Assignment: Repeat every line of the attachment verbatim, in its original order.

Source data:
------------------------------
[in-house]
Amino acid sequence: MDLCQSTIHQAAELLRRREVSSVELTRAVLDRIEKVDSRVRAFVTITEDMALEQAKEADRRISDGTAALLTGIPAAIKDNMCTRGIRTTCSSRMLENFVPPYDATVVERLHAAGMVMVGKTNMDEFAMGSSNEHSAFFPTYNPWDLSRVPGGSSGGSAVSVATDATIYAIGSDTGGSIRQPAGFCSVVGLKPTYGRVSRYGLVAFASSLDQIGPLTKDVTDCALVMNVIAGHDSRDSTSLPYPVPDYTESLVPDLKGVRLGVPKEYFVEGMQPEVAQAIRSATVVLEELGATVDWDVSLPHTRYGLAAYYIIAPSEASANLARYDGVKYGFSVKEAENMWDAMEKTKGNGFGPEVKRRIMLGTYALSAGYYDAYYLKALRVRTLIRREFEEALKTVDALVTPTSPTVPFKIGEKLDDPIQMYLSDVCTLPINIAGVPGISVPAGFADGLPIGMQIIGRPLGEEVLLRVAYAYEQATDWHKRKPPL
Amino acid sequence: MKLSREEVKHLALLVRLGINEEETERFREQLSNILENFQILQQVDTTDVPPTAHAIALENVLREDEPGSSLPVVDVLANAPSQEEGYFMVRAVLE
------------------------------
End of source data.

[in-house]
Amino acid sequence: MDLCQSTIHQAAELLRRREVSSVELTRAVLDRIEKVDSRVRAFVTITEDMALEQAKEADRRISDGTAALLTGIPAAIKDNMCTRGIRTTCSSRMLENFVPPYDATVVERLHAAGMVMVGKTNMDEFAMGSSNEHSAFFPTYNPWDLSRVPGGSSGGSAVSVATDATIYAIGSDTGGSIRQPAGFCSVVGLKPTYGRVSRYGLVAFASSLDQIGPLTKDVTDCALVMNVIAGHDSRDSTSLPYPVPDYTESLVPDLKGVRLGVPKEYFVEGMQPEVAQAIRSATVVLEELGATVDWDVSLPHTRYGLAAYYIIAPSEASANLARYDGVKYGFSVKEAENMWDAMEKTKGNGFGPEVKRRIMLGTYALSAGYYDAYYLKALRVRTLIRREFEEALKTVDALVTPTSPTVPFKIGEKLDDPIQMYLSDVCTLPINIAGVPGISVPAGFADGLPIGMQIIGRPLGEEVLLRVAYAYEQATDWHKRKPPL
Amino acid sequence: MKLSREEVKHLALLVRLGINEEETERFREQLSNILENFQILQQVDTTDVPPTAHAIALENVLREDEPGSSLPVVDVLANAPSQEEGYFMVRAVLE